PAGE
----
Let Us Now Be Good Company

The French Café tells us we can frequent Parisian coffee shops of our choice, perhaps because of “the landlord’s personality, the clientele, the ambience, or the décor.”  In a rural setting we are told the décor of old country cafes is frugal, but that, “they often create their own atmosphere of romance and poetry with a remarkable economy of means.”

There is something particularly satisfying about creating our “own atmosphere of romance and poetry with a remarkable economy of means.”  You don’t need a new French Press to make coffee.  Indeed you can brew a satisfactory cup boiling it on the stovetop!

One of the best cups of coffee I’ve ever tasted was cheapo store brand coffee steaming hot out of a thermos.  I was in the back seat of my husband John’s truck, it was very cold outside, we were crossing a high mountain pass.  John was driving, my brother in the front seat with him, and my beloved, beloved sister-in-law sat beside me.  My sister-in-law is steady, to be depended upon to keep up her end of the positivity bargain at all times. I’ve been sharing meals with Liz since the seventh grade, and she hasn’t failed yet to be good and pleasant company, the kind of company that makes a meal a feast, in fact.

The flavor is enhanced by the setting and the company, so let’s all be sure we’re good company!

I was with good company last week driving with my daughter Rebekah and friend Pam when we got on that subject: politics–the fraudulent elections, disappointments being handed out by the Supreme Court (only Justice Thomas does not disappoint), traitors in Congress, small business woes, etc. Pam reached over and touched my arm. “I’m sorry,” she said, “for ranting about all that.”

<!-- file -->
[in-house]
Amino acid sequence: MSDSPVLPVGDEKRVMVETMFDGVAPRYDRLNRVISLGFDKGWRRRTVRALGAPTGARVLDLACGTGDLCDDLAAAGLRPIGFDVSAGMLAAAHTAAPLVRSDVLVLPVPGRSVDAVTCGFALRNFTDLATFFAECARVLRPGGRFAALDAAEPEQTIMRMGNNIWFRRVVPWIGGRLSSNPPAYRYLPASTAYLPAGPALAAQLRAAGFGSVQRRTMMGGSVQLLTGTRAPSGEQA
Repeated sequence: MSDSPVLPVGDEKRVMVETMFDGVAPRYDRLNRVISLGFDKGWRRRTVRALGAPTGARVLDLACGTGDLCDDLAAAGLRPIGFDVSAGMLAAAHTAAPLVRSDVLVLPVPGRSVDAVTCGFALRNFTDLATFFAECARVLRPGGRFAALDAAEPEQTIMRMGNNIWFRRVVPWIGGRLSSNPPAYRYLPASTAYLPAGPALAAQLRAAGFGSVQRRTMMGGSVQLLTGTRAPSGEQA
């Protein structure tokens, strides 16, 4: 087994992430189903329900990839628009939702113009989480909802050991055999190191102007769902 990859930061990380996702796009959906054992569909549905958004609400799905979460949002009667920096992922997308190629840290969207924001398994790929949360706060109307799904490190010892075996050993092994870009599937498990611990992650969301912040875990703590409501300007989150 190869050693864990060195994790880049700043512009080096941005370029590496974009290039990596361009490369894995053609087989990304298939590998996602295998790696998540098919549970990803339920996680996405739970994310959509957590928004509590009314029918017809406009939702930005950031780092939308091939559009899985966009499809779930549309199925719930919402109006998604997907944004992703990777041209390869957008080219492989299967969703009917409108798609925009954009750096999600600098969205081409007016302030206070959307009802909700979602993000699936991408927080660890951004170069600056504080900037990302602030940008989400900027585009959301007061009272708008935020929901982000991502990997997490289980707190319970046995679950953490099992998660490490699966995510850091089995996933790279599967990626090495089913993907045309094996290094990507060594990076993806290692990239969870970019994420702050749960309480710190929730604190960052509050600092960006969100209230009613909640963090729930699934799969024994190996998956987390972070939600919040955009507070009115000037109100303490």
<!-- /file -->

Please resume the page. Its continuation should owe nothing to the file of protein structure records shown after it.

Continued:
But because she was ending all of it with her trust in God, with quoting and reminding us all of Psalm 37, with seeing all the good that is coming out of the bad (and there’s lots of it, especially in that Christians are humbly remembering who their Savior is), it wasn’t a rant. It was an air clearing and mutual exhortation among good company.

Keeping our eyes lifted doesn’t mean we don’t know what’s happening, or that we aren’t doing something about it. It just means we’re looking to our only hope. We’re keeping good company with good company.

Let’s enjoy life a little, and let me say it you and to myself again–let’s be good company.

Bring on the Persecution! Bring on the Power!

The Bible says we’re to rejoice when people persecute us and tell all kinds of lies about us. So, rather than getting all shook up when the IRS seems to target the most effective ministers, or when a group of politicians tries to impeach a president who isn’t even in office, and when the media hands out lies like Halloween candy, let’s say, “Hey! That guy must be doing something right! If that gal is rejoicing every time she’s plagued and persecuted, her life is one big party!”

Let us not be surprised or dismayed or angered about what we’re told is coming. Jesus told Paul, in a nutshell, “They hated me, they’re gonna hate you.”